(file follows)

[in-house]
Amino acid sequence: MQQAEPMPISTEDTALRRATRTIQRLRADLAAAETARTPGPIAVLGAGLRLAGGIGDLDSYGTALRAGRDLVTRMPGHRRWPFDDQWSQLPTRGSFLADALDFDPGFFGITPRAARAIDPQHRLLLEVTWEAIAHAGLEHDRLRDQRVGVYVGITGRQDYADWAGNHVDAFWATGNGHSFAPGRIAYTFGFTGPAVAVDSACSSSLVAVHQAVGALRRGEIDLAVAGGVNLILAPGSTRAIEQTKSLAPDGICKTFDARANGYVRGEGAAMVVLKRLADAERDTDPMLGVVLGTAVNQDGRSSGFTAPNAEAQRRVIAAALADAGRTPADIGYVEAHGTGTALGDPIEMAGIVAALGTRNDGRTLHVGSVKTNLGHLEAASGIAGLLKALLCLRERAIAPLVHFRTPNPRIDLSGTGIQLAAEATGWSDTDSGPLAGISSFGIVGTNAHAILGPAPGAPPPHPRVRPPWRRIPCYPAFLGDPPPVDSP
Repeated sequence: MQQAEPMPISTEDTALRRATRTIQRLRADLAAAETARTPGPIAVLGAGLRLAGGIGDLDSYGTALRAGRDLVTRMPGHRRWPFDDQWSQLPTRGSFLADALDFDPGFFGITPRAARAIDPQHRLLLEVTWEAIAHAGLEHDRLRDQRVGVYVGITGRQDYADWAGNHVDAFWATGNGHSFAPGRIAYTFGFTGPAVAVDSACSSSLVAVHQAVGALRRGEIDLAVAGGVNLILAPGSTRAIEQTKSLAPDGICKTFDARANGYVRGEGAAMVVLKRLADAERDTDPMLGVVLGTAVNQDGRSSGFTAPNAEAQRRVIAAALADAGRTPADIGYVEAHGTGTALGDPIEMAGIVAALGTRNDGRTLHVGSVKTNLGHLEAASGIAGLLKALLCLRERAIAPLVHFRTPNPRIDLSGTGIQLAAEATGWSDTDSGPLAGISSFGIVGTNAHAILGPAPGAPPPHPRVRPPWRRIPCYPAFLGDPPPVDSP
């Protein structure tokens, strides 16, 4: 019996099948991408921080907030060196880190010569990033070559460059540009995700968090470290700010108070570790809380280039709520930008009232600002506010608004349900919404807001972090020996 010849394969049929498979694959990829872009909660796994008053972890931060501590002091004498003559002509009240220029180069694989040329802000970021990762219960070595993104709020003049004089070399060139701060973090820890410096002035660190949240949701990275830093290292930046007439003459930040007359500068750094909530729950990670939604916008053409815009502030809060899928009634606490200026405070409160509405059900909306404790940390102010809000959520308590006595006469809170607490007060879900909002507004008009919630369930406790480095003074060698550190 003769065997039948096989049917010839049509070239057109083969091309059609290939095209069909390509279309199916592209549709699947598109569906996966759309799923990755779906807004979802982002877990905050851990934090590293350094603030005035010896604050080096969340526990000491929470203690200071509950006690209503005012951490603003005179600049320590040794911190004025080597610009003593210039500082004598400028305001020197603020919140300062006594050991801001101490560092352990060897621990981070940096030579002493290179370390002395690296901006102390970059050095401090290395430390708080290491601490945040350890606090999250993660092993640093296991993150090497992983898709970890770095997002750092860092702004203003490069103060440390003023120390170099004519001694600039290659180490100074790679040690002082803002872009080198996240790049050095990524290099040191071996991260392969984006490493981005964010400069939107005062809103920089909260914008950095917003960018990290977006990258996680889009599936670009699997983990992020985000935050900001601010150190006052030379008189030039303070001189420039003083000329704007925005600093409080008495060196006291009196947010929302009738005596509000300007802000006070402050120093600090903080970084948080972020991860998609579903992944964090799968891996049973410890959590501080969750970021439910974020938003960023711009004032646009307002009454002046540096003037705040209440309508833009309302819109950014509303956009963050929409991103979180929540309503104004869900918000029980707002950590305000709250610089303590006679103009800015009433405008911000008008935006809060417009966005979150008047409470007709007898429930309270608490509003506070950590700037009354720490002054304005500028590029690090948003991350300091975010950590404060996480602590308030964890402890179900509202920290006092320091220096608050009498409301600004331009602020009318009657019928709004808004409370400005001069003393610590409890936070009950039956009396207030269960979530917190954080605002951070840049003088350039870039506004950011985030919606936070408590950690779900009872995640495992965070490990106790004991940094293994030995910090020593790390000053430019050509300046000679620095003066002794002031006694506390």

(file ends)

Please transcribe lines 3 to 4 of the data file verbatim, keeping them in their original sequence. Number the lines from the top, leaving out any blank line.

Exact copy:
Repeated sequence: MQQAEPMPISTEDTALRRATRTIQRLRADLAAAETARTPGPIAVLGAGLRLAGGIGDLDSYGTALRAGRDLVTRMPGHRRWPFDDQWSQLPTRGSFLADALDFDPGFFGITPRAARAIDPQHRLLLEVTWEAIAHAGLEHDRLRDQRVGVYVGITGRQDYADWAGNHVDAFWATGNGHSFAPGRIAYTFGFTGPAVAVDSACSSSLVAVHQAVGALRRGEIDLAVAGGVNLILAPGSTRAIEQTKSLAPDGICKTFDARANGYVRGEGAAMVVLKRLADAERDTDPMLGVVLGTAVNQDGRSSGFTAPNAEAQRRVIAAALADAGRTPADIGYVEAHGTGTALGDPIEMAGIVAALGTRNDGRTLHVGSVKTNLGHLEAASGIAGLLKALLCLRERAIAPLVHFRTPNPRIDLSGTGIQLAAEATGWSDTDSGPLAGISSFGIVGTNAHAILGPAPGAPPPHPRVRPPWRRIPCYPAFLGDPPPVDSP
């Protein structure tokens, strides 16, 4: 019996099948991408921080907030060196880190010569990033070559460059540009995700968090470290700010108070570790809380280039709520930008009232600002506010608004349900919404807001972090020996 010849394969049929498979694959990829872009909660796994008053972890931060501590002091004498003559002509009240220029180069694989040329802000970021990762219960070595993104709020003049004089070399060139701060973090820890410096002035660190949240949701990275830093290292930046007439003459930040007359500068750094909530729950990670939604916008053409815009502030809060899928009634606490200026405070409160509405059900909306404790940390102010809000959520308590006595006469809170607490007060879900909002507004008009919630369930406790480095003074060698550190 003769065997039948096989049917010839049509070239057109083969091309059609290939095209069909390509279309199916592209549709699947598109569906996966759309799923990755779906807004979802982002877990905050851990934090590293350094603030005035010896604050080096969340526990000491929470203690200071509950006690209503005012951490603003005179600049320590040794911190004025080597610009003593210039500082004598400028305001020197603020919140300062006594050991801001101490560092352990060897621990981070940096030579002493290179370390002395690296901006102390970059050095401090290395430390708080290491601490945040350890606090999250993660092993640093296991993150090497992983898709970890770095997002750092860092702004203003490069103060440390003023120390170099004519001694600039290659180490100074790679040690002082803002872009080198996240790049050095990524290099040191071996991260392969984006490493981005964010400069939107005062809103920089909260914008950095917003960018990290977006990258996680889009599936670009699997983990992020985000935050900001601010150190006052030379008189030039303070001189420039003083000329704007925005600093409080008495060196006291009196947010929302009738005596509000300007802000006070402050120093600090903080970084948080972020991860998609579903992944964090799968891996049973410890959590501080969750970021439910974020938003960023711009004032646009307002009454002046540096003037705040209440309508833009309302819109950014509303956009963050929409991103979180929540309503104004869900918000029980707002950590305000709250610089303590006679103009800015009433405008911000008008935006809060417009966005979150008047409470007709007898429930309270608490509003506070950590700037009354720490002054304005500028590029690090948003991350300091975010950590404060996480602590308030964890402890179900509202920290006092320091220096608050009498409301600004331009602020009318009657019928709004808004409370400005001069003393610590409890936070009950039956009396207030269960979530917190954080605002951070840049003088350039870039506004950011985030919606936070408590950690779900009872995640495992965070490990106790004991940094293994030995910090020593790390000053430019050509300046000679620095003066002794002031006694506390």